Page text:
Coast Guard offers tips to cope with shutdown
Holding a garage sale, babysitting among suggestions to bring in some extra cash
Employees of the U.S. Coast Guard who are facing a long U.S. government shutdown just received a suggestion: To get by without pay, consider holding a garage sale, babysitting or serving as a “mystery shopper.”
The suggestions were part of a five-page tip sheet published by the Coast Guard Support Program, an employee-assistance arm of the service often known as CG SUPRT. It is designated to offer Coast Guard members help with mental-health issues or other concerns about their lives, including financial wellness.
The Coast Guard receives funding from the Department of Homeland Security, and is subjected to the shuttering of parts of the government along with DHS’S other agencies. That stands in contrast to other military services, which are part of the Defense Department and have funding.
The tip sheet, titled “Managing your finances during a furlough,” applies to the Coast Guard’s 8,500-person civilian workforce. About 6,400 of them are on indefinite furlough, while 2,100 are working without pay after being identified as essential workers, said Lt. Cmdr. Scott Mcbride, a service spokesperson. They were last paid for the two-week period ending Dec. 22.
“While it may be uncomfortable to deal with the hard facts, it’s best to avoid the ‘hide your head in the sand’ reaction,” the tip sheet said. “Stay in charge of the situation by getting a clear understanding of what’s happening.”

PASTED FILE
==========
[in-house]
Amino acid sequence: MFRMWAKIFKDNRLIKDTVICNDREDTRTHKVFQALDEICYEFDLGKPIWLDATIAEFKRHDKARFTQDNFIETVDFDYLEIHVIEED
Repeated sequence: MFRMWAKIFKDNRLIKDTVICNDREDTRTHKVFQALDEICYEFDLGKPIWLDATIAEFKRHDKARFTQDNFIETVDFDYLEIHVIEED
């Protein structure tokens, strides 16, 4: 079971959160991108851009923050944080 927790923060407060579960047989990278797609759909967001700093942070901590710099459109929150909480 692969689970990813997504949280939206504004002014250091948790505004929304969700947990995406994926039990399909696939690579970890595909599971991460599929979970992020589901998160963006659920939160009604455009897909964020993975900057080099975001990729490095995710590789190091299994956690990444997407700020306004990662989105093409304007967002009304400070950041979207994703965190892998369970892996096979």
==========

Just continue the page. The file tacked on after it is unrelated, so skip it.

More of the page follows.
The Coast Guard removed the tip sheet from the support program’s website late Wednesday morning after the Washington Post inquired about it.
The suggestions do not “reflect the Coast Guard’s current efforts to support our workforce during this lapse in appropriations,” Mcbride said. “As such, this guidance has been removed.”
The situation shows the increasing strain that the service is under as the partial government shutdown continues. About 41,000 activeduty Coast Guardsmen are working without pay. Their next check is due Jan. 15.
Overall, about 420,000 government employees are working under the promise they will be paid retroactively, with nearly another 350,000 on furlough at home.
The Coast Guard’s status as an unfunded military service increasingly has become a political issue, as family members share their worries about a shutdown with no end in sight amid a political dispute about U.S. President Donald Trump’s proposed border wall. Coast Guardsmen rely not only on paycheques, but also now-frozen government housing allowances in order to afford housing in expensive coastal cities where many are assigned.
While most of the U.S. military is unaffected, about 42,000 Coast Guard members are working without pay.